Tinctura Aloes et Myrrhae (U. S. P.)—Tincture of Aloes and Myrrh.
SYNONYMS: Elixir proprietatis paracelsi, Tinctura aloes composita.
Preparation.—"Purified aloes, one hundred grammes (100 Gm.) [3 ozs. av., 231 grs.]; myrrh, one hundred grammes (100 Gm.) [3 ozs. av., 231 grs.]; liquorice root, in No. 40 powder, one hundred grammes (100 Gm.) [3 ozs. av., 231 grs.]; alcohol, water, each, a sufficient quantity to make one thousand cubic centimeters (1000 Cc.) [33 fl℥, 391♏]. Mix alcohol and water in the proportion of seven hundred add fifty cubic centimeters (750 Cc.) [25 fl℥, 173♏] of alcohol to two hundred and fifty cubic centimeters (250 Cc.) [8 fl℥, 218♏] of water. Having mixed the aloes, myrrh, and liquorice root, reduce them to a moderately coarse (No. 40) powder. Moisten the powder with sixty cubic centimeters (60 Cc.) [2 fl℥, 14♏] of the menstruum, and macerate for 24 hours; then pack it moderately in a cylindrical percolator, and gradually pour menstruum upon it, until one thousand cubic centimeters (1000 Cc.) [33 fl℥, 391♏] of tincture are obtained"—(U. S. P.). This is a deep red-brown tincture, precipitating when added to water. Older formulas contained saffron.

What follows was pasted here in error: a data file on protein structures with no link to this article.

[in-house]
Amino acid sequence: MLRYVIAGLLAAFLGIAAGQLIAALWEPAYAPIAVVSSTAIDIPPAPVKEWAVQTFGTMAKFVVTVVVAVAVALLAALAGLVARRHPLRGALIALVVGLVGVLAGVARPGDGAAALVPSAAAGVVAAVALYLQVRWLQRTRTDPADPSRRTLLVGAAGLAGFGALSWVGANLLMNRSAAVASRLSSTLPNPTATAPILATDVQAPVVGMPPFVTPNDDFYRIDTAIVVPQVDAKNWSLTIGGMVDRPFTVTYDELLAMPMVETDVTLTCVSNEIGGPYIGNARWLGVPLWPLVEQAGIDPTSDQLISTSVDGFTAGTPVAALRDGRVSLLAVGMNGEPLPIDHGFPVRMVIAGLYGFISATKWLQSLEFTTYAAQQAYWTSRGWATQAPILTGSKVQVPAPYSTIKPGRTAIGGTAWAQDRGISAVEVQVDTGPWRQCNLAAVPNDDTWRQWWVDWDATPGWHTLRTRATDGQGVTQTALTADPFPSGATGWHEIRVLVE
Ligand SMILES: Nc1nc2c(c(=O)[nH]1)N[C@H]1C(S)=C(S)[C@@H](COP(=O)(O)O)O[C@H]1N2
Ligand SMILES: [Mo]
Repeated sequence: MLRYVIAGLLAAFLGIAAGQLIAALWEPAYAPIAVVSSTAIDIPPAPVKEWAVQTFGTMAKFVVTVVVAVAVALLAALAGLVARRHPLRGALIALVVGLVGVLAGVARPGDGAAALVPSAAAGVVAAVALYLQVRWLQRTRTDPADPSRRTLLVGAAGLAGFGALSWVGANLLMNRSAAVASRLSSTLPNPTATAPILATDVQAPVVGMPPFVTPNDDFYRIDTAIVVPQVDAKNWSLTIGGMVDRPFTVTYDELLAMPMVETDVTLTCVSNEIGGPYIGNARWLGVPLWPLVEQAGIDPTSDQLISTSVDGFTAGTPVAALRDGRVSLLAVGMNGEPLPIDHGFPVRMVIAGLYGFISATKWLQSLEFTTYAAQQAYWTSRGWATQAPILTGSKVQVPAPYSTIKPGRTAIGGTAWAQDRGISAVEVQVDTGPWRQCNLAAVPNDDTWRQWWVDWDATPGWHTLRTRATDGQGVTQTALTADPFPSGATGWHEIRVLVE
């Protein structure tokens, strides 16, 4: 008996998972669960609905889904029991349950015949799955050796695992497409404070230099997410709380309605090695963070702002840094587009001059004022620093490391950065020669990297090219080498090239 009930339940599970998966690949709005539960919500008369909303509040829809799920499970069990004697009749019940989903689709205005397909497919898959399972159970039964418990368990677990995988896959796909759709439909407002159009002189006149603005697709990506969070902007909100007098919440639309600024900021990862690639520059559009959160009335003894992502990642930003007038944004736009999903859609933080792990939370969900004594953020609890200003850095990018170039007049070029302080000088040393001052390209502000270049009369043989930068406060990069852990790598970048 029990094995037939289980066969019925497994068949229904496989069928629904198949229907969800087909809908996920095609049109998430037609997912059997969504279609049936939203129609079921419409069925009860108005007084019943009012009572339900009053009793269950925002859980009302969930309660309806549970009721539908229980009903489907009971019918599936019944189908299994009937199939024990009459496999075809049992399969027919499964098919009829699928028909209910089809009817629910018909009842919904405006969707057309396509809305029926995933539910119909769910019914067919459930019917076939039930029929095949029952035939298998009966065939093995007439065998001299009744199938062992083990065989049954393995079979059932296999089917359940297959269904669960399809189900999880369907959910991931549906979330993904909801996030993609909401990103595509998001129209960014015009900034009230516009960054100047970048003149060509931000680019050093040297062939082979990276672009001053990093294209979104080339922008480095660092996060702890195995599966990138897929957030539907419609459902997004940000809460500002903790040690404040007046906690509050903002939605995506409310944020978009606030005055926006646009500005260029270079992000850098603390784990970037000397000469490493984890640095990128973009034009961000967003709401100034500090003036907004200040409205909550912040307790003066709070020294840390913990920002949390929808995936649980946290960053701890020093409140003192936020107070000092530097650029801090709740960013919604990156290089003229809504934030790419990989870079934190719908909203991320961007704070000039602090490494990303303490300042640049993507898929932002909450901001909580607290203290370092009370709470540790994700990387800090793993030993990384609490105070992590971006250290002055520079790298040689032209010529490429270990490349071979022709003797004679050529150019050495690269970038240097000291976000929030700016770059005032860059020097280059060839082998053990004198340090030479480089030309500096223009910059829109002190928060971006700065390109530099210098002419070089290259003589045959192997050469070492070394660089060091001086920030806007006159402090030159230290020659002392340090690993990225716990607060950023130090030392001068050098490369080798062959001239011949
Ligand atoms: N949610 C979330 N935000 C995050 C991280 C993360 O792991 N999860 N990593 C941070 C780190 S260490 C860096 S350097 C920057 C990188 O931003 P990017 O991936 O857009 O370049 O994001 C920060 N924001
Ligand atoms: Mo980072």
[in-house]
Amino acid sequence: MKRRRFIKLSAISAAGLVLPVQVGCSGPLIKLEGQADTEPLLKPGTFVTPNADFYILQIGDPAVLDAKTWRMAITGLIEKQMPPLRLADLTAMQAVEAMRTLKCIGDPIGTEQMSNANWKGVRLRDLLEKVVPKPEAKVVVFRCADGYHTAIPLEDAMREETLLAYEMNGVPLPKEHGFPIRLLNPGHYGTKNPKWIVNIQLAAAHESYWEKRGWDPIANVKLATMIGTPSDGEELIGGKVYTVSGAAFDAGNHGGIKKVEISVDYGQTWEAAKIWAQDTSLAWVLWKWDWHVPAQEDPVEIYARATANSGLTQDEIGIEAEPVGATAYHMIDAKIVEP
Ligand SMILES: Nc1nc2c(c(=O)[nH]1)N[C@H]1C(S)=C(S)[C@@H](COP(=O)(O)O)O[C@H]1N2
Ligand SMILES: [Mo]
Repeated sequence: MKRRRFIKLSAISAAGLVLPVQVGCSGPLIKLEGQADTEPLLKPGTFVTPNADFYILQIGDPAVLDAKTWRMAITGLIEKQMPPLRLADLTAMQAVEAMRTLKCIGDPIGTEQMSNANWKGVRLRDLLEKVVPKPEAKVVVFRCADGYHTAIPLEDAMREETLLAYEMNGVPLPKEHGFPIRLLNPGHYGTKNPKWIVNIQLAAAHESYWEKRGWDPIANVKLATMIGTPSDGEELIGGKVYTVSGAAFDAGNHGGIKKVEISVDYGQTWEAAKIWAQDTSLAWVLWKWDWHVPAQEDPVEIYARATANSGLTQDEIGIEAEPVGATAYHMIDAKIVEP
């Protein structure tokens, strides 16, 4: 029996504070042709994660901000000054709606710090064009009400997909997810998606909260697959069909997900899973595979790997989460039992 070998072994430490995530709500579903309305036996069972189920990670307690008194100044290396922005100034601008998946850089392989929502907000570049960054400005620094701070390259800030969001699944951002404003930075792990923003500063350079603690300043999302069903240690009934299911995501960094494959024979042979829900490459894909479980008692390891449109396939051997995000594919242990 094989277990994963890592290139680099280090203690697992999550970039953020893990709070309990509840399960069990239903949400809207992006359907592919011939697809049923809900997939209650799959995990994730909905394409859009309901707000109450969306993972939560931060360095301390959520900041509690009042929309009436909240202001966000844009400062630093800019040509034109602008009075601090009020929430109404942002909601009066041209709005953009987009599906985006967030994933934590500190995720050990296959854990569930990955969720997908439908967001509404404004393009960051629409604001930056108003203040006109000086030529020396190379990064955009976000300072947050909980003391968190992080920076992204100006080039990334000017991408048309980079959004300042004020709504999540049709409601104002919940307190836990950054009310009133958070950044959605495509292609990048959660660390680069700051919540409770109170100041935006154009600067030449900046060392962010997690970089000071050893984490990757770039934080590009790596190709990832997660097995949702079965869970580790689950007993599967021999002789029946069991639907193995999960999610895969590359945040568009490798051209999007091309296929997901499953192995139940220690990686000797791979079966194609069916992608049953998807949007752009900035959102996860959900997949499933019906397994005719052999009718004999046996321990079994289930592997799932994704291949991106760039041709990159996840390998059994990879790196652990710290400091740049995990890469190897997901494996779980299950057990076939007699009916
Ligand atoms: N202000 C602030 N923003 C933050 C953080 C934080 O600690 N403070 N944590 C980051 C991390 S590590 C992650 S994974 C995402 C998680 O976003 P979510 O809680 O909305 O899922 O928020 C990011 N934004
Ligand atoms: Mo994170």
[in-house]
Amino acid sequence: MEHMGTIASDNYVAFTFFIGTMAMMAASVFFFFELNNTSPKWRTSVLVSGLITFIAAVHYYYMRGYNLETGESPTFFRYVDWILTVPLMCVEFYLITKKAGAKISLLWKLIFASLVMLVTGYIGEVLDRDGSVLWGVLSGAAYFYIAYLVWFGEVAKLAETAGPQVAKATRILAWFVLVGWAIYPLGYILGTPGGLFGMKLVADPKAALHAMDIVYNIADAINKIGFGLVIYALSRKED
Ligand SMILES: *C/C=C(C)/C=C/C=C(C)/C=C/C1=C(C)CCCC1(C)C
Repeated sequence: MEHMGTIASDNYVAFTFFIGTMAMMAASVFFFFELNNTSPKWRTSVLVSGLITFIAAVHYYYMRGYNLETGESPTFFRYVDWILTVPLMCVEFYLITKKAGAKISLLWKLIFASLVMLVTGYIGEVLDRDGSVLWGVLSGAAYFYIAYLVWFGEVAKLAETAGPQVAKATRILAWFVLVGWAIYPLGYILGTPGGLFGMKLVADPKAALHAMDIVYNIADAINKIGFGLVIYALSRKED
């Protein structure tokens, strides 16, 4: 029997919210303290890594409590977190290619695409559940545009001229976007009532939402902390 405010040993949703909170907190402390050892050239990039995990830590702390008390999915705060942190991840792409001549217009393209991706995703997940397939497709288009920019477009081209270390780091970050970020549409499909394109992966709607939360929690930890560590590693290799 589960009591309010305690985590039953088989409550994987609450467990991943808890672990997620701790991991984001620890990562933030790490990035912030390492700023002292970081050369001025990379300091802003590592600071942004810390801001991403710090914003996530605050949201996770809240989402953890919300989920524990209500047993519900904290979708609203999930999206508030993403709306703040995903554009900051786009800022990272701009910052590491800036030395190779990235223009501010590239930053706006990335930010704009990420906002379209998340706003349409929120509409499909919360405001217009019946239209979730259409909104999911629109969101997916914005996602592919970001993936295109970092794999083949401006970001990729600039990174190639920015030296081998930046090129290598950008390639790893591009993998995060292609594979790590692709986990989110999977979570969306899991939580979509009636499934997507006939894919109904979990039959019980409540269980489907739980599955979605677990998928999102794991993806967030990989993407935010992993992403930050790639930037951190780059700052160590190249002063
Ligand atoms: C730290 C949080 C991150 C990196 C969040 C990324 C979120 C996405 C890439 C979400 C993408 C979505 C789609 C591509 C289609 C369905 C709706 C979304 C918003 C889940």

Action, Medical Uses, and Dosage.—This tincture is emmenagogue and cathartic; it has been beneficially employed in anemic and other abnormal conditions of the female system, connected with derangement of the menstrual secretion, and with constipation. It will likewise be found useful as a stimulating laxative, in cold, sluggish states of the system, unconnected with any menstrual difficulty. The dose is 1 or 2 fluid drachms.
King's American Dispensatory, 1898, was written by Harvey Wickes Felter, M.D., and John Uri Lloyd, Phr. M., Ph. D.